**Intro**

Computer Science is not the study of computers nor is it only about programming. Sometimes, when people hear about Computer Science, they think oh, computers and programming!

In reality, computers are just a tool in computer science, and programming simply executes a sequence of instructions that we create.

Computer Science is all about computation, asking the question: “What exactly can be computed, how can we compute it, and how fast we can compute it?”

Computation is a fancy way of saying any type of calculation that follows rules or list of steps.

Multiplying numbers like 1 times 2 is a computation. There are rules and steps to multiplying two numbers. Likewise, adding 15 + 5 is a computation.

Computer scientists often toss the word algorithms, and that sounds fancy, but algorithms are simply the way that we solve problems.

Algorithms are just the list of steps that we use to solve any type of problem.

The rules and list of steps that apply to addition like remember to carry your 1s to the next column if the current column adds to 10 or above is an algorithm.

When you hear computations, computations are calculations that follow algorithms.

Because Computer Science dives into computations, we also think of problem solving.

“Can we solve this problem? How hard is this problem? How fast can we make the solution?”

Problem solving use computations!

The most important skill of computer science is problem solving.

Learning a programming language like Python is an excellent way to help you practice solving problems because programs are step-by-step instructions that you create in essence to solve your problems!

If algorithms are the ways or the list of steps that we use to solve problems, programming is about taking our algorithms that we have thought and planned and writing them into programming languages like Python.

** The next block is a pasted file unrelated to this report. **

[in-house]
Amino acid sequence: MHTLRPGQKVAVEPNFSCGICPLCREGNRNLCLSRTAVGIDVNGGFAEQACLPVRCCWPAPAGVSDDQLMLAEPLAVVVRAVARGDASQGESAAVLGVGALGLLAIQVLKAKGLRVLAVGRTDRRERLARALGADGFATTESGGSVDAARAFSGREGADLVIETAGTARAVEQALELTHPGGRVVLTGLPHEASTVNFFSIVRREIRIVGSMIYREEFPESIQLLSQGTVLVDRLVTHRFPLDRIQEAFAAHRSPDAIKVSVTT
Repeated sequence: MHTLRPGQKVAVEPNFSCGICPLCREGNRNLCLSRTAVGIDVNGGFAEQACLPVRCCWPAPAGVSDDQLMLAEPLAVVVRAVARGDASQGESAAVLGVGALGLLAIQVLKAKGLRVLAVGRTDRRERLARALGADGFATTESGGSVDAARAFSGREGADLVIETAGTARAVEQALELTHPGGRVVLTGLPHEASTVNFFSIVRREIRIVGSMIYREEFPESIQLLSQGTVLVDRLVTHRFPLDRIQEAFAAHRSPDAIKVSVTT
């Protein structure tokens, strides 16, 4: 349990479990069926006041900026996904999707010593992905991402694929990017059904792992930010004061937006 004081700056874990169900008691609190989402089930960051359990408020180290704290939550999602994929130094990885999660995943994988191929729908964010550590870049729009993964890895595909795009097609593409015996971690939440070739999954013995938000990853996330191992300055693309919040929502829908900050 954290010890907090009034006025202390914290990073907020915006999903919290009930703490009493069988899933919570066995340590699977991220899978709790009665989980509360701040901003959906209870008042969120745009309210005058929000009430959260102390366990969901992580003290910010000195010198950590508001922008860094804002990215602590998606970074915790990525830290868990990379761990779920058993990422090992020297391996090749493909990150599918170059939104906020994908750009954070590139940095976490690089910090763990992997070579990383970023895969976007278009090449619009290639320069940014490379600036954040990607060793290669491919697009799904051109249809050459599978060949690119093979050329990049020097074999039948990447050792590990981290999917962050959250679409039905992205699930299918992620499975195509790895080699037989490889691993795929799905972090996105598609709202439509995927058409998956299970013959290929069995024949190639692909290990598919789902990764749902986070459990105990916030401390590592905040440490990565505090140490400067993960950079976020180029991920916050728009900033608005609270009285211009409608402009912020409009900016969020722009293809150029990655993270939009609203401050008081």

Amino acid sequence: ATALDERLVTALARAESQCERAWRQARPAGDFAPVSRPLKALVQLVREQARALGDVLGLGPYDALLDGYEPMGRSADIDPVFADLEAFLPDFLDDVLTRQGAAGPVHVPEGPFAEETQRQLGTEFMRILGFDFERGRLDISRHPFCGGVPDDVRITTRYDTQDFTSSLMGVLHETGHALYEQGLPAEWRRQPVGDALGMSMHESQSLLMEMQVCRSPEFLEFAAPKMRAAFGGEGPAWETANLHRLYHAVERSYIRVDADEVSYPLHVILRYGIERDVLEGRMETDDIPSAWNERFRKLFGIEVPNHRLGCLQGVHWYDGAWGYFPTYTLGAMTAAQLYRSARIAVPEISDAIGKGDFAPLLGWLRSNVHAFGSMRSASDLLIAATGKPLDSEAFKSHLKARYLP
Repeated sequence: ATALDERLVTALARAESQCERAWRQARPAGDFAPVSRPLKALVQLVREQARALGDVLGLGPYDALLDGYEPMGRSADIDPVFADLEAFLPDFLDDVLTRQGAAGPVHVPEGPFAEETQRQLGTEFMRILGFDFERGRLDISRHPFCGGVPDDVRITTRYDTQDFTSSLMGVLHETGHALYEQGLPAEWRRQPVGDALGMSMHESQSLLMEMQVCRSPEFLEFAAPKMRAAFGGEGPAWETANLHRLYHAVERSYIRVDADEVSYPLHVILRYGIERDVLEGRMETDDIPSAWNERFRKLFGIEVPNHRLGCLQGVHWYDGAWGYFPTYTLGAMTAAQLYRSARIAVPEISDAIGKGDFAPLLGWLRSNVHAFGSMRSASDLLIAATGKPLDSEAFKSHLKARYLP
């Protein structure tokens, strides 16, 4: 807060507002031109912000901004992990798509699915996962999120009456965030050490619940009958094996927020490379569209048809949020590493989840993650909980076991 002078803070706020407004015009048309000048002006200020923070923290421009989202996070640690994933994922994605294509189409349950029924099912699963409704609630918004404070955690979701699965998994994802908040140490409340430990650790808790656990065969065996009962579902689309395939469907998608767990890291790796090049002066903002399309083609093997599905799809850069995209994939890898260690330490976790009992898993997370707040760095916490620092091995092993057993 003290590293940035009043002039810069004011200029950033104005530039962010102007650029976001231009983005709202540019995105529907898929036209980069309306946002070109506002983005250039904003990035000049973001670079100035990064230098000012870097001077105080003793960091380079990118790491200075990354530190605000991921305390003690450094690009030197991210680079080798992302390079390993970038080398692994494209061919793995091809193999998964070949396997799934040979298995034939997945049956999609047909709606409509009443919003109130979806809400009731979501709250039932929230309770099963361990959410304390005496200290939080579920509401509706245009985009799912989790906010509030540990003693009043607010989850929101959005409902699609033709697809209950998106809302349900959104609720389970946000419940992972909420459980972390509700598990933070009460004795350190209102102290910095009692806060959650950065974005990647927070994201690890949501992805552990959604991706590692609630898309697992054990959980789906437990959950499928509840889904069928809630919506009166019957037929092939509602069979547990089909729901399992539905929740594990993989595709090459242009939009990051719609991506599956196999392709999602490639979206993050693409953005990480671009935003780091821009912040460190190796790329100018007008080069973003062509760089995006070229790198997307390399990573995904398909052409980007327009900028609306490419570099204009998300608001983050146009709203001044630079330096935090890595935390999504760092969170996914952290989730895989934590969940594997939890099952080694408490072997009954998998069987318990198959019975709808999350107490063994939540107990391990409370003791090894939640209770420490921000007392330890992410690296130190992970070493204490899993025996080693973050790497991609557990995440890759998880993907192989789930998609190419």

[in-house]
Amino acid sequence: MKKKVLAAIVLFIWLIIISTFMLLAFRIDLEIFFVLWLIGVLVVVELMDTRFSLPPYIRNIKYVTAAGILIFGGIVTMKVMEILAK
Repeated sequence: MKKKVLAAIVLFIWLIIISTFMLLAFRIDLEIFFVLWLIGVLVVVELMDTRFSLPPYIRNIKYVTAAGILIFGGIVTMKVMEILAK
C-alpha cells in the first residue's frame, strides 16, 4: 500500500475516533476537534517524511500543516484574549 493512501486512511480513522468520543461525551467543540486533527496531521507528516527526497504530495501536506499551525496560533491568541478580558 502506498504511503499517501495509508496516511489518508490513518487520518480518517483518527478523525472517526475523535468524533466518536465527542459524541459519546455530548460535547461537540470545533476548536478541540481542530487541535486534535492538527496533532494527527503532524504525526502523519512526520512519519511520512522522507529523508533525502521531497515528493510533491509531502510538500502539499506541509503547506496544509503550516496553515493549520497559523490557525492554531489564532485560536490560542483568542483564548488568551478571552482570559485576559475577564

The reason that we learn programming while learning Computer Science is because programming languages are languages that express computations and also solve problems for you.

Although we’ll be using Python as our language of choice in these lectures, the language is not important.

Understanding the fundamentals of programming and practicing problem solving in your own personal objectives and context is far more important.

Practice makes perfect.

**Values, expressions, and statements**

Assuming that you have Python already installed on your computer, you can save an empty file as a Python file by making sure that it has a .py extension.

Python has an IDE, integrated development environment, which serves as a program that can run a Python program. I’m using Python 3.6 in this book.

The first thing about Python that we’ll talk about are values. Values are letters or numbers that can be used in the language.

Every value has a type. Numbers like 1 and 2 have the type called: integers.

Words or sentences like “Hello world!” have the type called: strings.

Strings are enclosed in quotation marks.

The next thing that we’ll talk about are functions. Functions are fancy terms defining commands that do something in Python.

The most used function in Python is the: print function. The print function displays values on the screen.

To use print, you write, print and enclose a value inside a pair of parentheses.

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print(4) print("Hello world!") |

You can run the program. What’s displayed is 4 and Hello world!:

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4 "Hello world!" |

You can also check the type of your value with the type function. Python has a bunch of these preconfigured functions like print() and type().

type(value) gives us the type of the value enclosed in the parentheses.

You can put functions within functions. We’ll put the type function inside the print function, so we can tell what type the 4 and “Hello world!” are.

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print(type(4)) print(type("Hello world!")) |

What’s displayed is int, which is short for integer, and str, which is short for string because 4 is of type, integer, and “Hello world” is of type, string.

**Variables**